Easing sanctions and encouraging cultural exchanges, as the administration has done over the past few months, is a welcome beginning. But we need to encourage the reform minded movement by pursuing a more aggressive policy of engagement and take unilateral, and concrete steps to demonstrate our change of policy, including formally lifting sanctions and reaching a settlement on Iran's frozen assets in American banks. Such bold actions are critical now especially in view of the fact that in February 2000 Iran will hold parliamentary elections during which a showdown between the reformists and the ultrareligionists is expected. We can strengthen the hands of the reformists by our actions, and the sooner we act, the less we would appear to be meddling in Iran's internal affairs

It should be noted that, notwithstanding Khatami's efforts or intentions, neither he, nor any other Iranian leader, will be in a position to reverse twenty years of intense anti-Americanism overnight, especially as Iran remains divided between ultrareligionists and reformers. The sanctions against Iran perpetuate the insecurity of the clergy, and no friendly U.S. gesture, short of lifting sanctions will restore the confidence. I have yet to speak to a single Iranian, regardless of political affiliation, who does not recognize the clergy's continued sense of vulnerability. "It is an extremely heavy burden to be chastised by the only superpower who can effectively destroy you," one Iranian official confided in me, citing the Gulf War and, more recently, American involvement in Kosovo, an action watched closely by the Iranian regime. Given our power, Iran's only defense against us is defiance. For the clergy, then, continued defiance of the world's only remaining superpower creates a sense of power while serving as a kind of glue cementing the internal cohesiveness of the revolution. Such a belief does not mean that the revolution will unravel once sanctions are lifted. The opposite is, in fact, true. Because Iran considers itself the aggrieved party, lifting of the sanctions will accord the clergy the legitimacy they seem to need and as such provide them with the "sense of victory" that will gradually open the way to normalization of relations between the two nations.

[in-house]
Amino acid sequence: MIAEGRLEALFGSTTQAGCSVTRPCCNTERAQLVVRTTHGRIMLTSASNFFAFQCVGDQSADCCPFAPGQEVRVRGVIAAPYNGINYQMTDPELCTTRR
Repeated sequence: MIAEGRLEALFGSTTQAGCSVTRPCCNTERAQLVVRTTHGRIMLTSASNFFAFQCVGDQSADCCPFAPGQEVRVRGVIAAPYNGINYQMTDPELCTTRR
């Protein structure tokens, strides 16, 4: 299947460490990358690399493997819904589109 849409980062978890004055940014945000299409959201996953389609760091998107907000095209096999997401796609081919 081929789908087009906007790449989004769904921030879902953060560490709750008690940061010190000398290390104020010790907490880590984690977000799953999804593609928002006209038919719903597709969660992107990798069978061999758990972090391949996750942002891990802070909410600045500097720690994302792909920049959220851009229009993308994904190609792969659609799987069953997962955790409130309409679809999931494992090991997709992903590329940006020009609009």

To underscore this point, as one Iranian official at the U.N. told me, "We know how powerful America is, and as long as the sanctions remain in force, we will never be in a position to negotiate from a position of equals. Even though they are no longer effective, only their removal will restore a measure of dignity to our bilateral relations." Honor and dignity loom large in Islamic religion and culture. President Sadat of Egypt would probably never have journeyed to Jerusalem if he had not been handed a political victory by the Nixon Administration in the wake of the 1973 Yom Kippur War. By denying Israel total victory and allowing the Egyptian Third Army to remain on the east side of the Suez Canal, Sadat could claim victory. The ability to make this claim permitted him to enter peace negotiations with Israel as an equal.

The dramatic removal of sanctions will create a momentum of its own, leading to formal dialogue between the two governments. Discussions on past mutual grievances, especially the American hostage crisis and the U.S. role in the 1953 coup in Iran, should head the agenda. Dissolving the psychological hangups that these two events precipitated is a critical component in reconciling the differences between the two parties. Finally, to stress the seriousness of these renewed relations, civility must govern public utterances about each other. Although we should adapt such a new strategy regardless of who rules Iraq, for the present the better our relations with Iran–Saddam's sworn enemy–the more vulnerable he will feel.

One of the world's oldest civilizations, Iran sees itself as the center of the universe. Notwithstanding the rhetoric to the contrary, its government must accept that our military presence in the Gulf is not only permanent, but contributes to the stability of the region. Iran must learn to live with us and tolerate our presence in its sphere of influence. But it is up to us to find the modus operandi that will accord Iran the recognition sought so urgently by its clergy. We should not continue in our ad hoc approach nor be guided by the whims of some misinformed members of Congress toward a country with such a vast territory and a population of nearly 70 millions, that also occupies a strategic location with huge oil reserves. We need to also keep in mind that Iran has the largest concentration of Shiat Muslims. It is and it will remain an Islamic state for as long as we can gauge the future because religion, as an institution, is deeply ingrained in the life of every Iranian. The only difference in governing Iran in the future will occur in the extent of the clergy's hold on power. For now their reach permeates every level of Iranian social, political, and economic life, as shown by how easily they quelled the students' reform movement.

Certainly, Iran must respond to the lifting of the sanctions by fully adhering to the conventions and treaties that forbid the acquisition and development of WMD, especially nuclear weapons, and by improving its human rights record and supporting the Arab-Israeli peace process. Better relations between Washington and Tehran, however, is an evolutionary process. Only the United States as the dominant power can first change course without losing face.